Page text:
One solution to this paradox may come from the concept of four-dimensionalism. Ted Sider and others have proposed that these problems can be solved by considering all things as four-dimensional objects. An object is a spatially extended three-dimensional thing that also extends across the fourth dimension of time. This four-dimensional object is made up of three-dimensional time-slices. These are spatially extended things that exist only at individual points in time. An object is made up of a series of causally related time-slices. All time-slices are numerically identical to themselves. And the whole aggregate of time-slices, namely the four-dimensional object, is also numerically identical with itself. But the individual time-slices can have qualities that differ from each other.

The problem with the river is solved by saying that at each point in time, the river has different properties. Thus the various three-dimensional time-slices of the river have different properties from each other. But the entire aggregate of river time-slices, namely the whole river as it exists across time, is identical with itself. So one can never step into the same river time-slice twice, but one can step into the same (four-dimensional) river twice.[16]

A seeming difficulty with this is that in special relativity there is not a unique "correct" way to make these slices — it is not meaningful to speak of a "point in time" extended in space. However, this does not prove to be a problem: any way of slicing will do (including no 'slicing' at all), provided that the boundary of the object changes in a fashion which can be agreed upon by observers in all reference frames. Special relativity still ensures that "you can never step into the same river time-slice twice," because even with the ability to shift around which way spacetime is sliced, one is still moving in a timelike fashion, which will not multiply intersect a time-slice, which is spacelike.


For the relativist interpreter of Buddhism, replacement paradoxes such as Ship of Theseus are answered by stating that the Ship of Theseus remains so (within the conventions that assert it) until it ceases to function as the Ship of Theseus.

Alternatively, one can also say that the Ship of Theseus is not the Ship of Theseus, as ultimately nothing can be said to exist as "self" or "entity". Everything is anatta.

Buddhism also explores the idea of khandha or compounds, in a way similar to this paradox.

Cultural differences

Understandings of this concept may differ between cultures, with anecdotal evidence indicating that it is not regarded as a paradox in Japan. In his book Last Chance to See, Douglas Adams observed:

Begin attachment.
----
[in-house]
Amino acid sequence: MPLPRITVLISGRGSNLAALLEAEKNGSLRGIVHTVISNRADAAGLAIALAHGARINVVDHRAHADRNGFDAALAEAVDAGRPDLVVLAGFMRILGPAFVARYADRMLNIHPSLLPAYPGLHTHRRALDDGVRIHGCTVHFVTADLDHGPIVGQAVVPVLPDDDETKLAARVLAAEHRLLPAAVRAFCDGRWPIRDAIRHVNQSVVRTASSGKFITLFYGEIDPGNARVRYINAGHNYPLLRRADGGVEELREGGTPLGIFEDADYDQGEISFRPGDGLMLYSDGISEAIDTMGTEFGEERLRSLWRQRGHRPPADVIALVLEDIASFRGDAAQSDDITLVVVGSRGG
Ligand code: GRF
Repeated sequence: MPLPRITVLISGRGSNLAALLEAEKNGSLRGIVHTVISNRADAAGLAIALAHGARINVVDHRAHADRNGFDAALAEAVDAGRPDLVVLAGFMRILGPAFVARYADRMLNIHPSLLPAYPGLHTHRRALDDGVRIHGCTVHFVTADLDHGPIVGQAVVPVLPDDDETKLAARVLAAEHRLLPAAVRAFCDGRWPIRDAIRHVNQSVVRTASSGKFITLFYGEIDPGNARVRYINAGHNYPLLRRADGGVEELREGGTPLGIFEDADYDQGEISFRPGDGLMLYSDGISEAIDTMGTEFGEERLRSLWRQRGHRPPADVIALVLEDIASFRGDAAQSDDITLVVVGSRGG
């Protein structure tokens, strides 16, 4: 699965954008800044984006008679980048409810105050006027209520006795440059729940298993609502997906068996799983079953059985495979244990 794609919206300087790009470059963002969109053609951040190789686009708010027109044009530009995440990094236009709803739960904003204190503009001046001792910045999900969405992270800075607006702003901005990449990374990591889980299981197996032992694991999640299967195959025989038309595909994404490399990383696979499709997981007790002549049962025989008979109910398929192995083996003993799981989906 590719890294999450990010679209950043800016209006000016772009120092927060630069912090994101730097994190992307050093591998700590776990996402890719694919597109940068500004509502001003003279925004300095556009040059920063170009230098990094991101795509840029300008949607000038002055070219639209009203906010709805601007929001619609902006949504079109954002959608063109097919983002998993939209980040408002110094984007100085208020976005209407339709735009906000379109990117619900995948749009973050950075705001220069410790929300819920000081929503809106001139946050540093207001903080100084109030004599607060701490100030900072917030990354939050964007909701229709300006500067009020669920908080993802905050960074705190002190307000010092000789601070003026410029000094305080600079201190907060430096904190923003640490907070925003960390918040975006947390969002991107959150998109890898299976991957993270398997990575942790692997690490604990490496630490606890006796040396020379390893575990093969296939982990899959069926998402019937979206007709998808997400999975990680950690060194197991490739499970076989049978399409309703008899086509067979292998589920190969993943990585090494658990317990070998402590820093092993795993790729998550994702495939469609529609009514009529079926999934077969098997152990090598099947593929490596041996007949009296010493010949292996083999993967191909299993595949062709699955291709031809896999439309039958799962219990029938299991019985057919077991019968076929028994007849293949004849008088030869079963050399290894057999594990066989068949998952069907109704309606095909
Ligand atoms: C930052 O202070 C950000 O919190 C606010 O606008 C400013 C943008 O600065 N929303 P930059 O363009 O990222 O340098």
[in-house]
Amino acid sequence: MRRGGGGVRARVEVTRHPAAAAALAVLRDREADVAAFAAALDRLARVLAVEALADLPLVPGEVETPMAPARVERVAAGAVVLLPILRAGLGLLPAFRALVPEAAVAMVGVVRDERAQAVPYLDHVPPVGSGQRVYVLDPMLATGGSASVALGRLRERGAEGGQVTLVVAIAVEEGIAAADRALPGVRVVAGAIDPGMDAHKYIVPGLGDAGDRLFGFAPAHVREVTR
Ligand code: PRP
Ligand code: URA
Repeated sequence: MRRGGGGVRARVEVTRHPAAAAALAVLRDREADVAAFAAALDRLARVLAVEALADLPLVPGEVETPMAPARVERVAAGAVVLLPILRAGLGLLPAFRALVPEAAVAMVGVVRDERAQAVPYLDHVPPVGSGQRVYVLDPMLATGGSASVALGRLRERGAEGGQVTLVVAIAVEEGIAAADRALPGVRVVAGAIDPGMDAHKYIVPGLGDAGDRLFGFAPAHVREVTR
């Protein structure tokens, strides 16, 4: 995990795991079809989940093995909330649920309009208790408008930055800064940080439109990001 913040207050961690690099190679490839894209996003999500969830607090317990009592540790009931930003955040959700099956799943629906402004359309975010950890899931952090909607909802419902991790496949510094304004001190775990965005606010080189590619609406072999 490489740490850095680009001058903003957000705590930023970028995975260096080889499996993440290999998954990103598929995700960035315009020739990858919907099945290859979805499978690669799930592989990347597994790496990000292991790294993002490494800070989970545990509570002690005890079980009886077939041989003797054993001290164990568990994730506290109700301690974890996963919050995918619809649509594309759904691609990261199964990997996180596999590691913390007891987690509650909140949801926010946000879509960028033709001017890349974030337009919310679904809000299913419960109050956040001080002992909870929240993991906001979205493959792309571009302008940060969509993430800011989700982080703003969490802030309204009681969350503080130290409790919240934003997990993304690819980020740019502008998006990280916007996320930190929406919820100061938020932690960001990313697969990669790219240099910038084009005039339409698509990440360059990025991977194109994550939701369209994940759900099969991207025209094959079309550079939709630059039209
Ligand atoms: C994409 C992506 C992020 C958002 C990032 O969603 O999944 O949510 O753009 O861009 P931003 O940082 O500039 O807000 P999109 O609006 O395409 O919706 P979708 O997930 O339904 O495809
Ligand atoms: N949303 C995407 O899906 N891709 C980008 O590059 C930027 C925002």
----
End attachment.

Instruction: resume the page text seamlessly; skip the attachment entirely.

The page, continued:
The Golden Pavilion in the 21st century.
I remembered once, in Japan, having been to see the Gold Pavilion Temple in Kyoto and being mildly surprised at quite how well it had weathered the passage of time since it was first built in the fourteenth century. I was told it hadn't weathered well at all, and had in fact been burnt to the ground twice in this century. "So it isn't the original building?" I had asked my Japanese guide.
"But yes, of course it is," he insisted, rather surprised at my question.
"But it's burnt down?"
"Many times."
"And rebuilt."
"Of course. It is an important and historic building."
"With completely new materials."
"But of course. It was burnt down."
"So how can it be the same building?"
"It is always the same building."
I had to admit to myself that this was in fact a perfectly rational point of view, it merely started from an unexpected premise. The idea of the building, the intention of it, its design, are all immutable and are the essence of the building. The intention of the original builders is what survives. The wood of which the design is constructed decays and is replaced when necessary. To be overly concerned with the original materials, which are merely sentimental souvenirs of the past, is to fail to see the living building itself.
—Douglas Adams, Last Chance to See, p. 149[17]

Jewish law

In Halacha, a container that was tamei (impure) can lose this status if it develops a hole that would let a pomegranate through, even if it is later repaired. The Gemara (Shabbat 112b) addresses this paradox with regard to a container that had a small hole, was repaired, etc. until, had it not been repaired, it would have let a pomegranate through. This container is tahor (pure, opposite of tamei) because it is no longer considered to be the same container.

See also


  1. ^ Rea, M., 1995: "The Problem of Material Constitution," The Philosophical Review, 104: 525-552.
  2. ^ Plutarch. "Theseus". The Internet Classics Archive. Retrieved 2008-07-15. 
  3. ^ Page 89:The Ship of Theseus, Person and Object: A Metaphysical Study, By Roderick M. Chisholm - Google Books
  4. ^ Browne, Ray Broadus (1982). Objects of Special Devotion: Fetishism in Popular Culture. Popular Press. p. 134. ISBN 087972191X. 
  5. ^ "Atomic Tune-Up: How the Body Rejuvenates Itself". National Public Radio. 2007-07-14. Retrieved 2009-11-11. 
  6. ^ Bruce Rushton (2008-02-22). "Ax turns out to be Lincoln's last swing". Rockford Register-Star. Retrieved 2009-11-11. 
  7. ^ "Dumas in his Curricle". Blackwood's Edinburgh Magazine LV (CCCXLI): 351. January–June 1844. 
  8. ^ Your Body Is Younger Than You Think
  9. ^ Volz, Moritz (November 3, 2008). "What your boot colour says about you". The Times. Retrieved 9 June 2010. 
  10. ^ Washington City Paper: Music Review: In Livid Color
  11. ^ Graves, Robert (1983). The Golden Fleece. London: Hutchinson. p. 445. ISBN 0091517710. 
  12. ^ Baum, L. Frank (1900). "5". The Wonderful Wizard of Oz. Denslow, W. W., illus.. Chicago, New York: Geo. M. Hill. OCLC 4051769. Retrieved 2008-10-28. 
  13. ^ Life Support on Memory Alpha
  14. ^ Didymus, Fr 39.2, Dox. gr. 471.4
  15. ^ Plutarch. "On the 'E' at Delphi". Retrieved 2008-07-15. 
  16. ^ David Lewis, "Survival and Identity" in Amelie O. Rorty [ed.] The Identities of Persons (1976; U. of California P.) Reprinted in his Philosophical Papers I.
  17. ^ Adams, Douglas; Mark Carwardine (1992). Last Chance to See. Ballantine Books. p. 149. ISBN 0345371984.